The rapid development of CRISPR-based gene editing has been accompanied by a polarized governance debate about the status of CRISPR-edited crops as genetically modified organisms. This article argues that the polarization around the governance of gene editing partly reflects a failure of public engagement with the current state of research in genomics and postgenomics. CRISPR-based gene-editing technology has become embedded in a narrow narrative about the ease and precision of the technique that presents the gene as a stable object under (...)
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  23. Complex Demonstratives, Hidden Arguments, and Presupposition.Ethan Nowak - 2019 - Synthese (4):1-36.
    Standard semantic theories predict that non-deictic readings for complex demonstratives should be much more widely available than they in fact are. If such readings are the result of a lexical ambiguity, as Kaplan (1977) and others suggest, we should expect them to be available wherever a definite description can be used. The same prediction follows from ‘hidden argument’ theories like the ones described by King (2001) and Elbourne (2005). Wolter (2006), however, has shown that complex demonstratives admit non-deictic interpretations only (...)
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  24.  29
    Language and the Complexity of the World.Paul Teller - manuscript
    Nature is complex, exceedingly so. A repercussion of this “complex world constraint” is that it is, in practice, impossible to connect words to the world in a foolproof manner. In this paper I explore the ways in which the complex world constraint makes vagueness, or more generally imprecision, in language in practice unavoidable, illuminates what vagueness comes to, and guides us to a sensible way of thinking about truth. Along the way we see that the problem of ceteris paribus laws (...)
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  25. Complexity and Coherency: Integrating Information in the Brain.Giulio Tononi, Gerald M. Edelman & Olaf Sporns - 1998 - Trends in Cognitive Sciences 2 (12):474-484.
    The brains of higher mammals are extraordinary integrative devices. Signals from large numbers of functionally specialized groups of neurons distributed over many brain regions are integrated to generate a coherent, multimodal scene. Signals from the environment are integrated with ongoing, patterned neural activity that provides them with a meaningful context. We review recent advances in neurophysiology and neuroimaging that are beginning to reveal the neural mechanisms of integration. In addition, we discuss concepts and measures derived from information theory that lend (...)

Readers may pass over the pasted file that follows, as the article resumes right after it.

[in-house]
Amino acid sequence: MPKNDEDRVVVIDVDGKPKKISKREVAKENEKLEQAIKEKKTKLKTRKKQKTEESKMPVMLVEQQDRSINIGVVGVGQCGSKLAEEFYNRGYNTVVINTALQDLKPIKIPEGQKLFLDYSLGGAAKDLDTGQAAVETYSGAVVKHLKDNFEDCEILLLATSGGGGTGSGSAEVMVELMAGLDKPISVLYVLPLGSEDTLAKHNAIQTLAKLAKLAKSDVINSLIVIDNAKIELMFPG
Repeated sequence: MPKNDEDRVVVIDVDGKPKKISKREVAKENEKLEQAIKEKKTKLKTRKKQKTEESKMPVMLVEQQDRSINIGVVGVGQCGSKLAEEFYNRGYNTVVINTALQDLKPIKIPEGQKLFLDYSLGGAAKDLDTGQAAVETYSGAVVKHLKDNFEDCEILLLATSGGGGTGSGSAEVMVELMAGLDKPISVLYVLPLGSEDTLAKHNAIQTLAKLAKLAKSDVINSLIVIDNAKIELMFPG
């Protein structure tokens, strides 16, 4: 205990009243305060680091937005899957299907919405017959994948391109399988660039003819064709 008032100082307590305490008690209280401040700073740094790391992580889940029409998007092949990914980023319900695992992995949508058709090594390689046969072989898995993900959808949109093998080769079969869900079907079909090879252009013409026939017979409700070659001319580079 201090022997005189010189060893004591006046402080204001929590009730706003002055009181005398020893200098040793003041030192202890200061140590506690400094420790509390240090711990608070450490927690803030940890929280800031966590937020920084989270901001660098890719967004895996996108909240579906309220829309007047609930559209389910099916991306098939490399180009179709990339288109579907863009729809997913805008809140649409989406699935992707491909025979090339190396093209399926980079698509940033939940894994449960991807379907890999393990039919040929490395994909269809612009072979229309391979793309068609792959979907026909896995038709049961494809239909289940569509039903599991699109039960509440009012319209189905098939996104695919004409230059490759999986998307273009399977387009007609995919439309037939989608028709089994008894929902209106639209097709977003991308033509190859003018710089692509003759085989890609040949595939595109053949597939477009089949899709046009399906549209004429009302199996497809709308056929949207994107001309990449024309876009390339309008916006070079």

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  26. Complexity Reality and Scientific Realism.Avijit Lahiri - manuscript
    We introduce the notion of complexity, first at an intuitive level and then in relatively more concrete terms, explaining the various characteristic features of complex systems with examples. There exists a vast literature on complexity, and our exposition is intended to be an elementary introduction, meant for a broad audience. -/- Briefly, a complex system is one whose description involves a hierarchy of levels, where each level is made of a large number of components interacting among themselves. The (...)
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  27.  79
    Unsimple Truths: Science, Complexity, and Policy.Sandra D. Mitchell - 2009 - University of Chicago Press.
    The world is complex, but acknowledging its complexity requires an appreciation for the many roles context plays in shaping natural phenomena. In _Unsimple Truths, _Sandra Mitchell argues that the long-standing scientific and philosophical deference to reductive explanations founded on simple universal laws, linear causal models, and predict-and-act strategies fails to accommodate the kinds of knowledge that many contemporary sciences are providing about the world. She advocates, instead, for a new understanding that represents the rich, variegated, interdependent fabric of many (...)
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  28. Bergson, Complexity and Creative Emergence.David Kreps - 2014 - Palgrave-Macmillan.
    This is a book about evolution from a post-Darwinian perspective. It recounts the core ideas of French philosopher Henri Bergson and his rediscovery and legacy in the poststructuralist critical philosophies of the 1960s, and explores the confluences of these ideas with those of complexity theory in environmental biology. The failings in the development of systems theory, many of which complex systems theory overcomes, are retold; with Bergson, this book proposes, some of the rest may be overcome too. It asserts (...)
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  29. Kinds, Complexity, and Multiple Realization.Robert Boyd - 1999 - Philosophical Studies 95 (1-2):67-98.